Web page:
Then he said, “Jesus, remember me when you come into your kingdom.”
He replied to him, “Amen, I say to you, today you will be with me in Paradise.”
The person asking Jesus to remember him in Luke’s Passion Narrative from Palm Sunday is the so-called “Good Thief”, the criminal hanging on the cross next to Jesus, and being crucified for some crime he did commit. He believed in Jesus (how he arrived at his faith is never explained, but immaterial) and asked that Jesus remember him in the afterlife. Legend holds that his name was Dismas.
In the previous post I talk about the importance of the Hebrew word shoah and how it does not merely mean to recall something. It means to remember it so intimately that it becomes present to you, rergardless of the passage of time. Dismas was aking Jesus not to remember him fondly, after all, both were dying. He was asking Him to be saved, to bring him, Dismas the Thief, into Jesus’ heavenly kingdom.
The Church usually uses Dismas as an example of the mercy of God, and how it triumphs over the judgment of God. This relates to the recovering alcoholic is a great way. Dismas was a thief, and apparently lived his whole life as a thief. Yet despite that, he still asked Jesus to save him and Jesus did. Right there on the Cross, Jesus told Dismas that essentially he was going to Heaven after he died. Jesus granted a plenary indulgence to someone right then and there.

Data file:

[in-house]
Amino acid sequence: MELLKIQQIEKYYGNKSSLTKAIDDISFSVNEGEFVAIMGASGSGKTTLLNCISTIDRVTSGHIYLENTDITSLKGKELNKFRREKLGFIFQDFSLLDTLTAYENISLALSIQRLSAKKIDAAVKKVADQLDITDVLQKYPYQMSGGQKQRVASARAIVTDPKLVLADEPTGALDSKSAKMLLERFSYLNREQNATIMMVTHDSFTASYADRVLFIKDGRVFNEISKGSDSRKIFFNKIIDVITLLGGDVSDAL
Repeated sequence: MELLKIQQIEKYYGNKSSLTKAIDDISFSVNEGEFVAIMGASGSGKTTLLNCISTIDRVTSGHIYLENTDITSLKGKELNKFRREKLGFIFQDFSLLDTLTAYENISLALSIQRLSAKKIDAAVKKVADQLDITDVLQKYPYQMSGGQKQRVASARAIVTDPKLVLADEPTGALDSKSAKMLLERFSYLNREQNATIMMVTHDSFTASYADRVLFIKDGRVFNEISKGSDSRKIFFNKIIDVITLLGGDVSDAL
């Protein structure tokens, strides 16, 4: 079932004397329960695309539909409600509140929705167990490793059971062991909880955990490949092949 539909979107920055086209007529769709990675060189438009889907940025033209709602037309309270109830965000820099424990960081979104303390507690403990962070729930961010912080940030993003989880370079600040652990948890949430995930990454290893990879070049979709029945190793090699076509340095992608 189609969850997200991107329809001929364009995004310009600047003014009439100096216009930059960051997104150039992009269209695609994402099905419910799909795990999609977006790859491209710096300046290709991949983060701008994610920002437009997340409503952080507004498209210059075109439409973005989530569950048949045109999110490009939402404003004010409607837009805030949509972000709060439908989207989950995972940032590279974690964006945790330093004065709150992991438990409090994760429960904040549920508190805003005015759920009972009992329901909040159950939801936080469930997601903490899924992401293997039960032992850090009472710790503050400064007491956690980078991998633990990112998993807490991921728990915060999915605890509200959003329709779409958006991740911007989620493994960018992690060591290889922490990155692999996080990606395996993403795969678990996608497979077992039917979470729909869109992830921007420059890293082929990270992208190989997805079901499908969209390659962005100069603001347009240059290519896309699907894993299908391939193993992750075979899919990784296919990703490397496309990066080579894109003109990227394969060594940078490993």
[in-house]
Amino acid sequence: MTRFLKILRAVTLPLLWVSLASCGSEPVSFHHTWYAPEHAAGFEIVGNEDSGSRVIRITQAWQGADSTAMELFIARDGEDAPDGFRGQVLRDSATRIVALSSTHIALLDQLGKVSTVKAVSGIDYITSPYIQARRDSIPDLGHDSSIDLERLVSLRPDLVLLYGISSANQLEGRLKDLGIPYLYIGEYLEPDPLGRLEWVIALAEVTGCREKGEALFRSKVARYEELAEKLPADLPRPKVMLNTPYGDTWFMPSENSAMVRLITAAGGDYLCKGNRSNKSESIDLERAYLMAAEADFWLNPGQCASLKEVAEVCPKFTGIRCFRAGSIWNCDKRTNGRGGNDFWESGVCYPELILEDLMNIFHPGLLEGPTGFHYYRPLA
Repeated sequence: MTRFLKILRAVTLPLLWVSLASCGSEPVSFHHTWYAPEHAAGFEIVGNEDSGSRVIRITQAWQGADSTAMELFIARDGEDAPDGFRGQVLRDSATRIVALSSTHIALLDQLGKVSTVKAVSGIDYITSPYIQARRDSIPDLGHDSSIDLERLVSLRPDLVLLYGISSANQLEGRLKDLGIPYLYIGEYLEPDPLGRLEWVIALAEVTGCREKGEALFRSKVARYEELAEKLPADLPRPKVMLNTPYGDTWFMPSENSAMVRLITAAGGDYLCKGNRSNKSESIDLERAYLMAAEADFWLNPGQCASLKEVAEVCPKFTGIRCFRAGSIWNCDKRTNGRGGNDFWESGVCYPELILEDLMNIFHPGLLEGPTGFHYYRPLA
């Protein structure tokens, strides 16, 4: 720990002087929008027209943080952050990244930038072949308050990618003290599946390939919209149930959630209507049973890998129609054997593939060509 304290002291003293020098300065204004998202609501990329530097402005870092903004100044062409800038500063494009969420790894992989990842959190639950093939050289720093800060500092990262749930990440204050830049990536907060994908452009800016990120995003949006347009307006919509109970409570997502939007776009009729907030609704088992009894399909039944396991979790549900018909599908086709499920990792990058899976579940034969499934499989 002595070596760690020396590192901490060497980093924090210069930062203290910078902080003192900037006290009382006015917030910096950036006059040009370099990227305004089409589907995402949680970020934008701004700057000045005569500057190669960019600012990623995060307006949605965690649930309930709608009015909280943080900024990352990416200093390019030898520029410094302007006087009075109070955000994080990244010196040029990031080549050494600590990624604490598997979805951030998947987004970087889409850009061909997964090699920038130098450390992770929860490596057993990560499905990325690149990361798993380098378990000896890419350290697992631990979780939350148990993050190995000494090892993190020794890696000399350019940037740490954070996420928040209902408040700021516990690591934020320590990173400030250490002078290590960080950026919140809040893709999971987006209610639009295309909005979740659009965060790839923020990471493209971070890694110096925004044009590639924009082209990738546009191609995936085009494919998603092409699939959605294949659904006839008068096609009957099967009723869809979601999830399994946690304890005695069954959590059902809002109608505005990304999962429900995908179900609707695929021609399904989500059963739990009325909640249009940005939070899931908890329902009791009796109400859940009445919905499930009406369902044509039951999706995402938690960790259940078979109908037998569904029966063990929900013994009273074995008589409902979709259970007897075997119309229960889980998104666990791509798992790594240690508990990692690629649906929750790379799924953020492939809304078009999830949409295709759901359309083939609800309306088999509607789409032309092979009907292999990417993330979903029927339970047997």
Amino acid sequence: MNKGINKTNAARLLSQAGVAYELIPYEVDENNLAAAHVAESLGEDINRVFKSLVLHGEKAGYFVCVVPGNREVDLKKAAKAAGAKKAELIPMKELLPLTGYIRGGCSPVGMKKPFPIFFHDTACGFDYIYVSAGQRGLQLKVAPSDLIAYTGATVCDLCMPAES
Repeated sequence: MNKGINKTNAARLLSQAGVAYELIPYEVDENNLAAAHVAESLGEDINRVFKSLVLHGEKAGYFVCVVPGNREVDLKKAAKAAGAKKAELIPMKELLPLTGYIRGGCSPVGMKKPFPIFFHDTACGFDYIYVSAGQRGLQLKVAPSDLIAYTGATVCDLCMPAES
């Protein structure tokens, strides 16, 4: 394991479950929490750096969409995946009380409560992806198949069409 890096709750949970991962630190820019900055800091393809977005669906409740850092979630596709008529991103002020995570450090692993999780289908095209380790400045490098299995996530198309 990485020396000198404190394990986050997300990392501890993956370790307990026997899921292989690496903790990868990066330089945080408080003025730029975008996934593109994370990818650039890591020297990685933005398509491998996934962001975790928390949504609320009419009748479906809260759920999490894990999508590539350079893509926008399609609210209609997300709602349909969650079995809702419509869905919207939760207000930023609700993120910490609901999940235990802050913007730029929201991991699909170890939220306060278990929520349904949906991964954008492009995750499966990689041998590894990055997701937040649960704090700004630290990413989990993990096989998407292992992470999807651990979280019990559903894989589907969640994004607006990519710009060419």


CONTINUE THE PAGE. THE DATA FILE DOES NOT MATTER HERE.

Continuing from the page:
While you shouldn’t wait until you’re dying to convert or revert to the Faith, or to ask Jesus to save you (why gamble on eternity?) it does serve as a useful reminder that no matter how bad you have been in your alcoholism or addiction, you ask Jesus with faith for forgiveness and redemption, and He will give it to you. As a Catholic, you can get this in sacramental confession. No matter how bad your sins are, no matter how long you committed them, no matter how long its been since your last confession, they’ll be wiped clean off your soul and you will be new again. There is no sin so great that He cannot forgive. In fact, believing that your sins are so great that He cannot forgive them is a blasphemy against the Holy Spirit. Your evil (or cumulative sinful acts) cannot be greater than God’s mercy.
Ask Jesus to “Remember you.” And then proceed to live out your new life. Go to confession.Know someone, perhaps yourself, who might like Catholic devotionals for alcoholics? Please take a look at my books! (Thank you!!)"The Stations of the Cross for Alcoholics"